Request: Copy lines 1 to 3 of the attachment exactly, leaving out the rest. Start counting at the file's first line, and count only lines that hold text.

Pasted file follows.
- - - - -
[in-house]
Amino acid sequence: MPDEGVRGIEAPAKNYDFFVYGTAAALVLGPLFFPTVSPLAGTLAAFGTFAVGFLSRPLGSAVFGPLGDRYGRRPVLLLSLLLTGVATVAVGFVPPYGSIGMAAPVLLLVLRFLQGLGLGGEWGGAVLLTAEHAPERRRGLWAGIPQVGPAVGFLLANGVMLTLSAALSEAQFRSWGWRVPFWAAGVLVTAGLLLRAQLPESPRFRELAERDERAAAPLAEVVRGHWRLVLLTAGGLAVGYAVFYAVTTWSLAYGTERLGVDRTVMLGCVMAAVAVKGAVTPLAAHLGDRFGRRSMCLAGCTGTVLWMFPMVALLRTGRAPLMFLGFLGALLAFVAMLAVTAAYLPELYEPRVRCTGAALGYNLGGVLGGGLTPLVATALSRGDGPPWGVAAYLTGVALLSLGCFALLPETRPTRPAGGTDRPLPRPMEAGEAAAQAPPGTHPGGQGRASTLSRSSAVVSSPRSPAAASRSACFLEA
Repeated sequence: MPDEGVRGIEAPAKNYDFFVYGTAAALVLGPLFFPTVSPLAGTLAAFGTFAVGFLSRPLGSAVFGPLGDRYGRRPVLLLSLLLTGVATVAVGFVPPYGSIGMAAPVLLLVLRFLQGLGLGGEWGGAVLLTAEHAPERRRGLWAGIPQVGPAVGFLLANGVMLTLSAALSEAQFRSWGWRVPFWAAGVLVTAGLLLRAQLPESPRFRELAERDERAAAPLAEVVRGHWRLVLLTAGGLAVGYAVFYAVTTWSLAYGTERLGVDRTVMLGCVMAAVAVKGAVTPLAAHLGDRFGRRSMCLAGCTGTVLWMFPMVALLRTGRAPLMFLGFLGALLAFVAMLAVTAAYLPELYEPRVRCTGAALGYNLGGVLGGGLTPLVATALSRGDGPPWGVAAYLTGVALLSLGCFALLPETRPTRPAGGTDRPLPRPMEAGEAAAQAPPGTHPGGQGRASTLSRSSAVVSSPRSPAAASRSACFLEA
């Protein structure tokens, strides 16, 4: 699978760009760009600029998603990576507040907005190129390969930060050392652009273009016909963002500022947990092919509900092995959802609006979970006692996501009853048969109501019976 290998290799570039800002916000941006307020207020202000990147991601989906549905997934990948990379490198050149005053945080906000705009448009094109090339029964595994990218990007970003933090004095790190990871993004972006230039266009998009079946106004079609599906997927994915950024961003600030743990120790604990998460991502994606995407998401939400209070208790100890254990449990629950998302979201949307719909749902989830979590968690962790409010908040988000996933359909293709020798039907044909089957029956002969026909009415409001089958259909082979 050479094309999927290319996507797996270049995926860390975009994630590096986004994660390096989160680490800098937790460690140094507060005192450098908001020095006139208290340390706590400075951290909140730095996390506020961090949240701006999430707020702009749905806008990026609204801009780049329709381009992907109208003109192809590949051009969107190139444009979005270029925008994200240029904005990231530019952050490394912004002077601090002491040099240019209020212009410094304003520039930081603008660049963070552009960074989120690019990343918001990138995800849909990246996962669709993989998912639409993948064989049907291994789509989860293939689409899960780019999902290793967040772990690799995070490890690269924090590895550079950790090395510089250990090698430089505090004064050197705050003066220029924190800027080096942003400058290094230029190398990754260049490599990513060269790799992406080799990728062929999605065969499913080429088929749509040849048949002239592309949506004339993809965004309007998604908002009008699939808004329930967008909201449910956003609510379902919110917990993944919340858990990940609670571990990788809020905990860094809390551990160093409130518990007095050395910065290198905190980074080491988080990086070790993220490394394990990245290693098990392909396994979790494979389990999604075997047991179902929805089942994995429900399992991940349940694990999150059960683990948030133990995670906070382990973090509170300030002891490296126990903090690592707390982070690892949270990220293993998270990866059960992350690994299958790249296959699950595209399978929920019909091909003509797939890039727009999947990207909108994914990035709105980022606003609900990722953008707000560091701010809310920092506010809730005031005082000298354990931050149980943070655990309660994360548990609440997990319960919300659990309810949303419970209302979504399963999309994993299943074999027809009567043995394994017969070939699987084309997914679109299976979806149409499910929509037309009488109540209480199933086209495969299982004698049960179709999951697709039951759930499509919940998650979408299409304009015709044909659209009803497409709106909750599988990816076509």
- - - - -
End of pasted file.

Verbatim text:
[in-house]
Amino acid sequence: MPDEGVRGIEAPAKNYDFFVYGTAAALVLGPLFFPTVSPLAGTLAAFGTFAVGFLSRPLGSAVFGPLGDRYGRRPVLLLSLLLTGVATVAVGFVPPYGSIGMAAPVLLLVLRFLQGLGLGGEWGGAVLLTAEHAPERRRGLWAGIPQVGPAVGFLLANGVMLTLSAALSEAQFRSWGWRVPFWAAGVLVTAGLLLRAQLPESPRFRELAERDERAAAPLAEVVRGHWRLVLLTAGGLAVGYAVFYAVTTWSLAYGTERLGVDRTVMLGCVMAAVAVKGAVTPLAAHLGDRFGRRSMCLAGCTGTVLWMFPMVALLRTGRAPLMFLGFLGALLAFVAMLAVTAAYLPELYEPRVRCTGAALGYNLGGVLGGGLTPLVATALSRGDGPPWGVAAYLTGVALLSLGCFALLPETRPTRPAGGTDRPLPRPMEAGEAAAQAPPGTHPGGQGRASTLSRSSAVVSSPRSPAAASRSACFLEA
Repeated sequence: MPDEGVRGIEAPAKNYDFFVYGTAAALVLGPLFFPTVSPLAGTLAAFGTFAVGFLSRPLGSAVFGPLGDRYGRRPVLLLSLLLTGVATVAVGFVPPYGSIGMAAPVLLLVLRFLQGLGLGGEWGGAVLLTAEHAPERRRGLWAGIPQVGPAVGFLLANGVMLTLSAALSEAQFRSWGWRVPFWAAGVLVTAGLLLRAQLPESPRFRELAERDERAAAPLAEVVRGHWRLVLLTAGGLAVGYAVFYAVTTWSLAYGTERLGVDRTVMLGCVMAAVAVKGAVTPLAAHLGDRFGRRSMCLAGCTGTVLWMFPMVALLRTGRAPLMFLGFLGALLAFVAMLAVTAAYLPELYEPRVRCTGAALGYNLGGVLGGGLTPLVATALSRGDGPPWGVAAYLTGVALLSLGCFALLPETRPTRPAGGTDRPLPRPMEAGEAAAQAPPGTHPGGQGRASTLSRSSAVVSSPRSPAAASRSACFLEA